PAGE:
Securing innovation: tackling widespread counterfeiting and intellectual property piracy in Pakistan

Monday 29 April 2024

Sahar Iqbal
Akhund Forbes, Karachi

Pakistan, like many countries, is confronting a significant issue in the form of increasing counterfeiting and intellectual property (IP) infringement, which poses a risk to innovation and economic development. This complicated problem not only poses the danger of impeding the growth of a strong innovation environment but also presents substantial threats to economic stability, public health and consumer safety. The effectiveness of Pakistan’s legislative measures to combat these threats is a subject of critical importance, necessitating a comprehensive examination of the existing legal framework, its implementation challenges and the way forward.

Legal framework

Pakistan’s legal framework for safeguarding IP rights includes various laws and compliance with global agreements. The Copyright Ordinance of 1962,[1] the Patents Ordinance of 2000,[2] and the Trade Marks Ordinance of 2001[3] are fundamental components of the nation’s IP protection system. The creation of the Intellectual Property Organisation of Pakistan under the Intellectual Property Organisation of Pakistan Act of 2012 was a significant move in strengthening IP registration and enforcement activities.[4] Despite the efforts and Pakistan’s adherence to the Agreement on Trade-Related Aspects of Intellectual Property Rights (TRIPS), combating IP infringements continues to be a challenging experience.


Enforcement is a major obstacle in combating counterfeiting and IP infringement. Although in theory, the legislative structure seems thorough enough, its implementation encounters substantial challenges. Often, law enforcement organisations may not have the specialised training required to recognise and address IP infringements effectively. Additionally, the legal proceedings for IP disputes are widely known for their sluggish pace, dissuading several rights holders from seeking legal redress. The result is a legal system which faces challenges in delivering prompt and efficient solutions for IP infringements.

Technological progress also hampers IP protection. The internet and developments in copying technologies have made digital piracy an even more challenging issue for current regulations to address. Many of the laws regarding copyright and patents were created during a previous technological period and now need substantial revisions to adapt to the challenges of digital content distribution and online counterfeiting. The absence of legislation in this area exposes inventors and innovators to potential exploitation.

The problem is made worse by the level of public awareness regarding IP rights and the repercussions of counterfeiting and piracy. The public’s comprehension of IP principles is insufficient, leading to a culture where counterfeit goods are frequently bought and used with no regard for the legal or ethical consequences. This request for fake items continues the pattern of IP violation, emphasising the need for thorough education initiatives to alter society’s perceptions on IP rights.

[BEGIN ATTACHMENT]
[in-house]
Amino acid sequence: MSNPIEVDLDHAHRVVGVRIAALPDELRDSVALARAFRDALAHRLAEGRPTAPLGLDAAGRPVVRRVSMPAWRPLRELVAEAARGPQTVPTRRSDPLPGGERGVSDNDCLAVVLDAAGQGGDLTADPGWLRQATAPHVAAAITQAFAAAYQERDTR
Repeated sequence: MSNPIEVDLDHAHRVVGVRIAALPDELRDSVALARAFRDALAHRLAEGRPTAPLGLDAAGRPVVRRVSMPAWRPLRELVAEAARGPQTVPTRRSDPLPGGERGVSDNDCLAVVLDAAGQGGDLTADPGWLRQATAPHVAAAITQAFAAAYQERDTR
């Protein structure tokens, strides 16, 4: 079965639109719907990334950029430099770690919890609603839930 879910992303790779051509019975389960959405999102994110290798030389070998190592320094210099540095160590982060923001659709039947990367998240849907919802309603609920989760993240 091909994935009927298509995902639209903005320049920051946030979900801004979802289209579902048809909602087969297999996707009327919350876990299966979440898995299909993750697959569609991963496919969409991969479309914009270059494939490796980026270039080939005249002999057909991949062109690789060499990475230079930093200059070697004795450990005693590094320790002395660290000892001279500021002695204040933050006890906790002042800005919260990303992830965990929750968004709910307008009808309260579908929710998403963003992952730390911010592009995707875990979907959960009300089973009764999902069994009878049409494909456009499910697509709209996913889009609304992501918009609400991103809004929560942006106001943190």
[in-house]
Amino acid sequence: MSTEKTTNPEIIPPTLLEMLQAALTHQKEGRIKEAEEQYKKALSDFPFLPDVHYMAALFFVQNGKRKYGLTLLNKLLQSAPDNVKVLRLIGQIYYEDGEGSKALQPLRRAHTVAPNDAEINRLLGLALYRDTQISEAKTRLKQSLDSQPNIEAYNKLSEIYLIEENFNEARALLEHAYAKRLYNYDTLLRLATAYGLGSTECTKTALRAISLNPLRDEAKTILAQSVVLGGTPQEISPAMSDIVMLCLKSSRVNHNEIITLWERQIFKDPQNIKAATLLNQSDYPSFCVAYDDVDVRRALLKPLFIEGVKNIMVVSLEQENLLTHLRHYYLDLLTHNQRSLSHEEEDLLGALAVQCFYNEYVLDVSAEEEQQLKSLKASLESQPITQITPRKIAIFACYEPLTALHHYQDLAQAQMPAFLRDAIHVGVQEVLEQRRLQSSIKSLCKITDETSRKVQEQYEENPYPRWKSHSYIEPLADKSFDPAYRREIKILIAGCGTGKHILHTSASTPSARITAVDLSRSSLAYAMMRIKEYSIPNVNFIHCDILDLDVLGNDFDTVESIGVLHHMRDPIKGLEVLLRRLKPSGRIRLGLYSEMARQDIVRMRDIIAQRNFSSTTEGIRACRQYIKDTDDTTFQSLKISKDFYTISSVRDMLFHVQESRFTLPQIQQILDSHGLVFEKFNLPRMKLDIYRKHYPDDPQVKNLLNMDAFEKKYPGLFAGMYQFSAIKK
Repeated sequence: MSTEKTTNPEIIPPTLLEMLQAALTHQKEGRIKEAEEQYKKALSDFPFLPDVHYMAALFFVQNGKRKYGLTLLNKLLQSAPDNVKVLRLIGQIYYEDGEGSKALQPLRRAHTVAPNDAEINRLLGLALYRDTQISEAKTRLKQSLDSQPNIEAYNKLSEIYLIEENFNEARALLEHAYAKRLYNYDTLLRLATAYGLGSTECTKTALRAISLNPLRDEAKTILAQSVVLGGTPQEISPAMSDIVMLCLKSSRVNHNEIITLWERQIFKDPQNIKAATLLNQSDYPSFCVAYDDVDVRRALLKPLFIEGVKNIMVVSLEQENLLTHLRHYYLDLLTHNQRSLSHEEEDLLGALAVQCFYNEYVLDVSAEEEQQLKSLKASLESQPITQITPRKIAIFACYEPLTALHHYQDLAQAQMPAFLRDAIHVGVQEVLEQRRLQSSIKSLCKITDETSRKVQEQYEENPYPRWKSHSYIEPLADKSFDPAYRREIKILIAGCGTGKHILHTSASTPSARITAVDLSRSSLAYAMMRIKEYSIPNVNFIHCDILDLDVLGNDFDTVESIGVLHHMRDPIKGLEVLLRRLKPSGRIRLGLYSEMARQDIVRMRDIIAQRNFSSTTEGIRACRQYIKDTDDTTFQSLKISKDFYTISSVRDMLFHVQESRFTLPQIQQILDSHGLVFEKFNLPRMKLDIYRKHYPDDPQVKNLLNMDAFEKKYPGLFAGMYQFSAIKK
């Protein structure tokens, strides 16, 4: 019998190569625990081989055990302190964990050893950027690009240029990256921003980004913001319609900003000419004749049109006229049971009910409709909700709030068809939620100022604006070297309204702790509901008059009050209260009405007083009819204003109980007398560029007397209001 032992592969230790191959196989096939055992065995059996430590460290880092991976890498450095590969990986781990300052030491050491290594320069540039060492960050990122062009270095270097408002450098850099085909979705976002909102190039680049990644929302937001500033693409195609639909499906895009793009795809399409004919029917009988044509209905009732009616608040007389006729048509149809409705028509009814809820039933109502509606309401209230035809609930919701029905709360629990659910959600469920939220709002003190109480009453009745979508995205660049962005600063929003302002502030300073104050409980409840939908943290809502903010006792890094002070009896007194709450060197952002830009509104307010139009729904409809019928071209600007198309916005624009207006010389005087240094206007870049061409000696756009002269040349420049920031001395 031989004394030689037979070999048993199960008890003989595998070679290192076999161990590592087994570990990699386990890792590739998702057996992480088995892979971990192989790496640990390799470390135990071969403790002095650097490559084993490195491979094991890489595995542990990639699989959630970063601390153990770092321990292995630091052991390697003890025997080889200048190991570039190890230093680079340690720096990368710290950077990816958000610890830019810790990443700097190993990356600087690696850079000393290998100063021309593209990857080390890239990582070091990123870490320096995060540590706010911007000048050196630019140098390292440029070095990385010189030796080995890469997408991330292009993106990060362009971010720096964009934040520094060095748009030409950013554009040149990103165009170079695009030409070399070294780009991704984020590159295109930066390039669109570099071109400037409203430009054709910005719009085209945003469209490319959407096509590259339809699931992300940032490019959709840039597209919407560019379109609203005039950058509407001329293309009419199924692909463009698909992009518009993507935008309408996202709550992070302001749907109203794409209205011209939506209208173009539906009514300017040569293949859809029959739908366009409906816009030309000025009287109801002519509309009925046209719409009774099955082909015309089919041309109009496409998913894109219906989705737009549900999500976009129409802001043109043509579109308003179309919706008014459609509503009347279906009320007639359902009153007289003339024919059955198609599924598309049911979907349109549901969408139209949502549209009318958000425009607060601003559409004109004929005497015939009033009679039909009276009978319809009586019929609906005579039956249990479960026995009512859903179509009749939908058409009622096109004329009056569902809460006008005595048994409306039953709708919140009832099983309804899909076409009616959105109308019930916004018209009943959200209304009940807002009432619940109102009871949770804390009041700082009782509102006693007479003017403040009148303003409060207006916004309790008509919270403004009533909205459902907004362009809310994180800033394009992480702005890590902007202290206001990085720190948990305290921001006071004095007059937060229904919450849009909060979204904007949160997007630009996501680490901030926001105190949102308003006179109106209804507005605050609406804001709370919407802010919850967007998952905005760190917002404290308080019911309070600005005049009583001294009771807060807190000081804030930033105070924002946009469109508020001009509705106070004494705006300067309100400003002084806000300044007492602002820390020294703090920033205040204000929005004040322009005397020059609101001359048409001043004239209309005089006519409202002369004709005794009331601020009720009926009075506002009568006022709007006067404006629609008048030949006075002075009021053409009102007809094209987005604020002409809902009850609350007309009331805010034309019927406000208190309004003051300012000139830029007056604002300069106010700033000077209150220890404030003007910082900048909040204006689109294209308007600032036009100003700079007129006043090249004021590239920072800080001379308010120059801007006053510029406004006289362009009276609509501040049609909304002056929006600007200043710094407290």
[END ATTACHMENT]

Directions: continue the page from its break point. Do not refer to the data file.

The way forward

Pakistan must implement a comprehensive strategy to tackle these difficulties effectively. It is essential to revise current laws to address the complexities of digital piracy and online counterfeiting. The changes should provide specific consequences for digital IP violation, as well as simplifying the procedures for registering and safeguarding IP in the digital era. Improving the enforcement mechanism is equally important. Specialised training for law enforcement officials and judges on IP matters can enhance their capacity to handle such situations effectively and sensitively.

It is also crucial to improve public knowledge on the significance of IP rights and the dangers linked to counterfeit items. Educational programmes should focus on informing customers about the economic, health and safety consequences of counterfeiting and piracy. Educating the public on the importance of innovation and the impact of IP protection in promoting economic growth and development can effectively decrease the demand for counterfeit products.


Pakistan has established a foundation for IP protection through its legal structure, but nevertheless faces various difficulties in enforcement, technological progress and public knowledge. To tackle these concerns effectively, a comprehensive strategy involving legislative revisions, enhanced enforcement, global collaboration and public awareness is necessary. By undertaking these measures, Pakistan can hope to secure its innovation ecosystem, protect IP rights, and pave the way for sustainable economic development.


[1] Copyright Ordinance, 1962, https://www.fia.gov.pk/files/act/27.pdf accessed 19 April 2024.

[2] Patent Office, Government of Pakistan, ‘A guide to inventors and applicants for patents in Pakistan (4th edn), 2001 https://wipolex-res.wipo.int/edocs/lexdocs/laws/en/pk/pk001en.pdf accessed 19 April 2024.

[4] The Gazette of Pakistan, Islamabad, 6 December 2012 https://na.gov.pk/uploads/documents/1355912657_971.pdf accessed 19 April 2024.